PELOSIPALOOZA: How incoherent was Nancy Pelosi on ABC’s This Week this Sunday? The House Dem leader was hugely incoherent. To understand how bad it was, let’s make sure we know what has to be done to solve Social Security’s “solvency” problem.

Here’s the nutshell: According to the SS trustees, Social Security won’t bring in enough money in the next 75 years to pay all promised benefits. Yes, payroll taxes will keep rolling in—but they won’t be enough. Over the course of that 75 years, the system will need an extra $3.7 trillion to meet all current promises. If we accept the trustees’ projection, Dems must cut benefits—or find new revenue—to match that now-iconic amount. (Note: According to the current CBO projection, the revenue shortfall will be substantially smaller—around $2 trillion. This point is very important, as we note below.)

So how would Dems make up that shortfall? Would they cut benefits? Would they raise taxes? On Meet the Press, Chris Dodd was asked that question. And as we noted yesterday, he seemed to say he would pump in new revenue:

DODD (5/1/05): This is a solvency issue, and there are ways of solving the solvency issue, in my view, without having to get into benefit cuts. Simply if you would just take what the president suggested in 2001 for his tax cuts, which were not to be permanent but to expire within 10 years. If he would not make those permanent, those tax cuts will amount to about $11 trillion in revenue losses over the next 75 years. The solvency issue for the Social Security Trust Fund is around $3 trillion. Just reduce that tax cut by $3 trillion, keep $8 trillion if you want. That solves the solvency problem without cutting benefits at all.
Dodd accepts the SS trustees’ projection. So how would he erase that $3.7 trillion shortfall? He suggested that he would look for new revenue—that you could “solve the solvency problem without cutting benefits at all.” There are further questions to be asked about this. (Is Dodd saying that we should use general revenues to supplement the payroll tax?) But Dodd’s answer made sense, and was perfectly clear. I would look for new revenue, he said. We could do this without cutting benefits.

Dodd’s remarks were fully coherent. Then we get to Leader Pelosi, flailing away on This Week. Citing the CBO’s less gloomy projection, Pelosi said the problem really begins “around 2050.” Reasonably enough, George Stephanopoulos asked her what she’d do then—and that’s when the chaos started:

STEPHANOPOULOS (5/1/05): So what do you do about the cuts that will happen in, you say, 2050? The Social Security administration says 2042.

PELOSI: Well, okay, well, again, you stipulate to the same set of facts. In any case it's 35 years from now. We have time to do it right. And the Democrats are very proud of, they have been willing to take the heat to keep the focus on what the president is proposing and what the president is proposing is really an assault on the middle class. I don't know what the middle class ever did to President Bush but he has it in for them. He has a situation where he suggests, he puts forth privatization which will take $5 trillion out of the Social Security trust fund hurting the solvency of Social Security and the ability to pay benefits. Next he goes to West Virginia to the Center for the National Debt and says, there's “no there there” when it comes to the Social Security trust fund. Not true. There is a there there, to the tune of trillions of dollars if the president would only pay Social Security back the money it borrowed from it as President Bush did—excuse me, as President Clinton did when he was president. Third now, the president is saying that he is going to have a sliding scale of how benefits now are provided. Now, if you make an average of $58,000 in your life, solidly middle class, you will get a 42 percent cut in your Social Security benefit. That's just not fair.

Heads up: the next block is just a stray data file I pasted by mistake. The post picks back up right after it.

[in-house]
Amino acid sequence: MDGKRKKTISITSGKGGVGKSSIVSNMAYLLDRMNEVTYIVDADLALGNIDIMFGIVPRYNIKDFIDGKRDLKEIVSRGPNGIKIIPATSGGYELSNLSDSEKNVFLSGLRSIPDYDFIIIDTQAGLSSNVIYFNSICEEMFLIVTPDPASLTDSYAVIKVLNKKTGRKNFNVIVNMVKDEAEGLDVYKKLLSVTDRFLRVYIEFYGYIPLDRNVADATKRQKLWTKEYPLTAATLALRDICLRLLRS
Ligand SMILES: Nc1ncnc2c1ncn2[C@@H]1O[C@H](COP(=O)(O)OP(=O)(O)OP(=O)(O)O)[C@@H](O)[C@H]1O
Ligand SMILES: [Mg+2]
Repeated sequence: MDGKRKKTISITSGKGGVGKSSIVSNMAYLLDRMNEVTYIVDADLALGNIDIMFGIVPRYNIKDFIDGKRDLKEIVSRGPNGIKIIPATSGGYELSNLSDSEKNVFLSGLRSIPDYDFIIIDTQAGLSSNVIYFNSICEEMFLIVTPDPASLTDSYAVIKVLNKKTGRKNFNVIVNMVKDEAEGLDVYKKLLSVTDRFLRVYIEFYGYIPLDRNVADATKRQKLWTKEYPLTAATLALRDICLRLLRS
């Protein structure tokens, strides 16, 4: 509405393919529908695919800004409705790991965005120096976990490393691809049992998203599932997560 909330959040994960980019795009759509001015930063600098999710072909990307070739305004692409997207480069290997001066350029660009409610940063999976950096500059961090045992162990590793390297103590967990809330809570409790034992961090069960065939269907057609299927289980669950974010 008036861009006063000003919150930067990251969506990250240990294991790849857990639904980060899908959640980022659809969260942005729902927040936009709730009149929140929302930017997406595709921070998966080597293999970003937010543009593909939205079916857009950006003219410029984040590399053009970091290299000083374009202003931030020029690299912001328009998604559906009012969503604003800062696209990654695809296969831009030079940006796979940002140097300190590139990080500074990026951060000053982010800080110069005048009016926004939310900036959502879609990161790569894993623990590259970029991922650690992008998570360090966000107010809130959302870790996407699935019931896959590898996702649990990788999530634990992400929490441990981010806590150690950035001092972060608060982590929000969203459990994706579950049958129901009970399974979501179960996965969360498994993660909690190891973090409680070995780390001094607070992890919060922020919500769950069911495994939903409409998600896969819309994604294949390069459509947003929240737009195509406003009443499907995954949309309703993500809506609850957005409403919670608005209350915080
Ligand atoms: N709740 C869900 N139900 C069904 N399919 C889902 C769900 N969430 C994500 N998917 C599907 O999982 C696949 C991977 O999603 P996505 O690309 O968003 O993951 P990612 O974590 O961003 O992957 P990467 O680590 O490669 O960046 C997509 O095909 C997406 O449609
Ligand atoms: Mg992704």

“We have time to do it right,” she said—but what does Pelosi want to do right? After reading that presentation, we don’t have the slightest idea. Indeed, if you think her spiel is hard to follow, we’ll assure you—you’re not alone. But here’s the principal problem: Pelosi berated Bush’s plan for private accounts, and she seems to worry that Bush may not pay back the money which has been borrowed from the Social Security trust fund. But that isn’t relevant to the question she was asked; it isn’t relevant to the question of how Dems would address the projected SS shortfall. When the trustees project a $3.7 trillion shortfall, they are assuming that the money borrowed from SS will be paid back—that the trust fund’s treasury notes will be honored. The $3.7 trillion shortfall is in addition to that! Pelosi hadn’t addressed the question. So Stephanopoulos kept trying: